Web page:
I have. I feel like I’ve always had a philosophical bent for the existential which, in a strange reversal of logic, has made me more connected to mundane objects. In other words, while I have always questioned the meaning of everything in general, I have found solace and connection in the hardcore household objects around me. I guess the artifact of a painting interests me so much because it exists somewhere between the existential and mundane household object. It fills a gap.

There are also cultural references, such as the Jaws attach.

I got interested in the Jaws displays because of the imagery, which evokes reptilian brain anxiety. I think this kind of evocative primal anxiety is one we can all relate to lately.

How does your background in poetry shape your artistic talent? If you could capture the essence of the show in one poem, what would it be?

Good poetry is about using the economy of language to expose the true nature of something, no matter how small. This is what I hope to do through the language of painting – to look at the small things and the economy of their composition in relation to each other and hopefully expose something nuanced about their identity or that of their owner. I don’t know if there’s a poem that can capture the show or one that speaks directly to its essence, but this stanza from Mary Oliver comes to mind:

where will we go
with our table and our chairs,
our bed,
our nine thousand pounds,
our television, PC, VCR,
our cat
who is sixteen?
Where will we drop off
our dishes and our blue carpets,
where are we going to put
our rose,
rice paper

Does repetitive rendering of floral illustrations ever get tedious?

Oh my, and all I can hope for is that the psychological feat it sometimes takes to make the paintings is somehow imbued in the paintings themselves.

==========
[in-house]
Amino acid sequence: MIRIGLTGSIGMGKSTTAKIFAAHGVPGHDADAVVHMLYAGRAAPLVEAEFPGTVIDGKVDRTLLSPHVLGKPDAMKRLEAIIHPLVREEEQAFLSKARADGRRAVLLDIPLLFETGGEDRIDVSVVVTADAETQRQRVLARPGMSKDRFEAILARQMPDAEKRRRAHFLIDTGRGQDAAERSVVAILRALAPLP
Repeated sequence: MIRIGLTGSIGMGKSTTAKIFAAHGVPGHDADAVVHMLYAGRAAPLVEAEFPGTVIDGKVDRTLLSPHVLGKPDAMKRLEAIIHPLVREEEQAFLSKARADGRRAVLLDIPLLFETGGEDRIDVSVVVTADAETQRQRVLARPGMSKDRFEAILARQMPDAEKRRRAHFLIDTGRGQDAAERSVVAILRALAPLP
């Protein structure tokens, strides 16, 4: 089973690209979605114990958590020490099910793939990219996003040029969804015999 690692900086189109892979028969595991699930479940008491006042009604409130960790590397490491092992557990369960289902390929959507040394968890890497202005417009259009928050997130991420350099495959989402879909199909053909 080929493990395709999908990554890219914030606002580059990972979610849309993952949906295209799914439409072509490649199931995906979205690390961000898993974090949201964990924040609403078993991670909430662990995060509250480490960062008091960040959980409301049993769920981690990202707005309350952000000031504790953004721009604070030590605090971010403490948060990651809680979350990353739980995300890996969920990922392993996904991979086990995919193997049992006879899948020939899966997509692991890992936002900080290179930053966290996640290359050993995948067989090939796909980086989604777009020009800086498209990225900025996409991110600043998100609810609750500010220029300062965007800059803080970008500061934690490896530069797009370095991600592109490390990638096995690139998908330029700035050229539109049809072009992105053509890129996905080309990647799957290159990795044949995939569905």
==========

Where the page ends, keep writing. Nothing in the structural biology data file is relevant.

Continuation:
You said it “amazes you” that humans have taken flowers so far from their original habitats – from the wild to gardens, potted houseplants and now printed on wallpaper. Why do you think we gravitate towards flowers as a design element?

Apart from fire, flowers are probably the oldest natural phenomenon to have symbolic cultural value. I don’t know why it happened, other than common sense. For this reason, they are and forever will be the predominant icon of human beauty and therefore lend themselves to endless design tropes.

Do floral patterns appear in your own space, or is it something you prefer to keep on canvas?

I keep it on canvas. I spend so much time creating the patterns that it’s like living with them. When I’m not with the bosses, I prefer to be in a more open and empty space.

What drives you to keep exploring the ideas behind still lifes? Has your appreciation of the genre evolved throughout the confinement?

My appreciation of still life is equal to what it was before confinement. Exploring still lifes interests me as much as being reluctant to explore the figure. Through the still life, one can demonstrate the prosaic device of “showing” instead of “telling”. It excites me as a storyteller.

You are also making your debut with sculptures for the first time.

I made my debut in sculpture as well as in the installation of wallpapers and floor coverings. All these decisions were made to accentuate the psychological effect of the patterns but also to bring the concept notes of the interior to life. I really hope it turns out as overwhelming as I imagine.

What room will you build next?

This is the question that everyone always asks me! I never really know what room I’m going to build next, but I’ve wanted to explore the attic of this house for a while.

“The Study: A Solo Presentation of New Work by Alec Egan” will be on display at the Charles Moffett Gallery (511 Canal Street, New York) from September 7 to October 1. 9.